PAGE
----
That healthy foods cost more has become conventional wisdom, but a new study is the most thorough yet in calculating how much more: about a dollar and a half.
“Before now, we’ve seen studies looking at prices of one or a few foods or diets, in one city and from one store,” said Mayuree Rao. “And the results have been mixed, with some studies finding that the healthier options cost more and some studies finding they don’t.”
Rao is a junior research fellow at the Harvard School of Public Health and a medical student at the Warren Alpert Medical School of Brown University in Providence, Rhode Island. She led the study that was published in BMJ Open.
Researchers scrutinized data already collected from 27 other studies conducted in 10 high-income countries. The meta-analysis included price data for certain foods and also looked for comparisons and differences between healthy and not-so-healthy diets.
Prices were evaluated according to recommended portion size based on the U.S. Department of Agriculture’s suggested 2,000 calorie diet.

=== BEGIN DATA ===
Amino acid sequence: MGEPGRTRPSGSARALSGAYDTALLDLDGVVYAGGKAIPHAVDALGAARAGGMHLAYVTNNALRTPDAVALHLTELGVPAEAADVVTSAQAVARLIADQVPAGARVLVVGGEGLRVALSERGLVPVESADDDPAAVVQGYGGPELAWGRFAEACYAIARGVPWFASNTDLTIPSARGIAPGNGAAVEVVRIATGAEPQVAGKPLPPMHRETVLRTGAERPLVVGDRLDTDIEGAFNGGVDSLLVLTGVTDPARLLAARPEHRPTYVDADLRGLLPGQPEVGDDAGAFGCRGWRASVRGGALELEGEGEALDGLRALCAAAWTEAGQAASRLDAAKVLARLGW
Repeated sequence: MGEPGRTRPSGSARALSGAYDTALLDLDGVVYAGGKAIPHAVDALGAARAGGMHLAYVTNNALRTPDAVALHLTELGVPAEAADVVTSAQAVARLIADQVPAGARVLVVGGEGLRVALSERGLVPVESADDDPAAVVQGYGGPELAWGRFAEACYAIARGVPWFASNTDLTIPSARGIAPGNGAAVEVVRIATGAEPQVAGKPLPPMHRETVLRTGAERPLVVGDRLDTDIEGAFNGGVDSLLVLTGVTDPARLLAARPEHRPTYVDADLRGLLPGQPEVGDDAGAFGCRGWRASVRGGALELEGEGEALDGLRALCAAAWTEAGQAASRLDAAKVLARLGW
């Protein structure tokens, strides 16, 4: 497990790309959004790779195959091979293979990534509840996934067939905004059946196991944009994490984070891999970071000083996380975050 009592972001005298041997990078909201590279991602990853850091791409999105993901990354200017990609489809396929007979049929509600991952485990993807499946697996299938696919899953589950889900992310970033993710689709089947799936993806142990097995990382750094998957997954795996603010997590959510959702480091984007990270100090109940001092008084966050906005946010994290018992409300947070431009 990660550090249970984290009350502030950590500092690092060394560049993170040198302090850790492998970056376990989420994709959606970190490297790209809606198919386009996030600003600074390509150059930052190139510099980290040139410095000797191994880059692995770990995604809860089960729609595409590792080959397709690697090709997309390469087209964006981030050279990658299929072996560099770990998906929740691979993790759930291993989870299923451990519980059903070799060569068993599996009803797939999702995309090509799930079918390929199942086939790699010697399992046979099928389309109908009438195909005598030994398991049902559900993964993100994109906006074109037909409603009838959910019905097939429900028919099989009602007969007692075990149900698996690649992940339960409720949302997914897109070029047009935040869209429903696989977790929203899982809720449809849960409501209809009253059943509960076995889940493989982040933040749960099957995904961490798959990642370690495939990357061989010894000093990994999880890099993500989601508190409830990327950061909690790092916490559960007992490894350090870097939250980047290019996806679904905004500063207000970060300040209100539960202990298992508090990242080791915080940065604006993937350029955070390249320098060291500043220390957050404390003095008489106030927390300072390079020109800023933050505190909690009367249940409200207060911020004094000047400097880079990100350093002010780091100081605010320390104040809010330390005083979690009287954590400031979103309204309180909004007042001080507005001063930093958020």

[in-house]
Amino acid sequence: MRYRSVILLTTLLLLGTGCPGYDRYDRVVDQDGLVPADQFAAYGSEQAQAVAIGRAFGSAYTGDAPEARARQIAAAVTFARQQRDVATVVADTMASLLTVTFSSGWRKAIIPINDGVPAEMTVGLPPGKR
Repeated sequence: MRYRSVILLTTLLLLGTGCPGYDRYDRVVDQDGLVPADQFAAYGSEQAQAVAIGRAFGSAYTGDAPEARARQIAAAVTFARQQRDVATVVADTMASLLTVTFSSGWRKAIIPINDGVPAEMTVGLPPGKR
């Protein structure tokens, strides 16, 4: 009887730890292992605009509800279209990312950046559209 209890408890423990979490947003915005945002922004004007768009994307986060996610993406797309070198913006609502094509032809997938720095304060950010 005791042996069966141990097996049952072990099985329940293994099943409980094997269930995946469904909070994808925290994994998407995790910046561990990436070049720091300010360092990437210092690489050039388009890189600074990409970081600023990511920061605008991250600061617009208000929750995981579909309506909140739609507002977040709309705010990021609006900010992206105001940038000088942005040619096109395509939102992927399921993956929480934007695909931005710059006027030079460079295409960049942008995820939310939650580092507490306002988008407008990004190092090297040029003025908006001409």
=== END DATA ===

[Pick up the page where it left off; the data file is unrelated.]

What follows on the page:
According to the study, the biggest price difference came from the meat and protein choice; healthier cuts of meat cost an average of 29 cents more than less healthier options.
“Healthier snacks, sweets, grains and fats and oils were also more expensive per serving than less healthy options, but with smaller price differences,” the report’s authors wrote.
The study also noted the price impact of processing food.
“Additional cost of processing and manufacturing could explain some of the identified variation in price differences; for example, lean beef and skinless chicken require more processing, perhaps accounting for their higher price,” the study found.
The researchers also concluded that more needs to be done to lower the price of healthy foods, which would in turn shrink the billions spent on chronic diseases directly related to consuming unhealthy, less expensive food.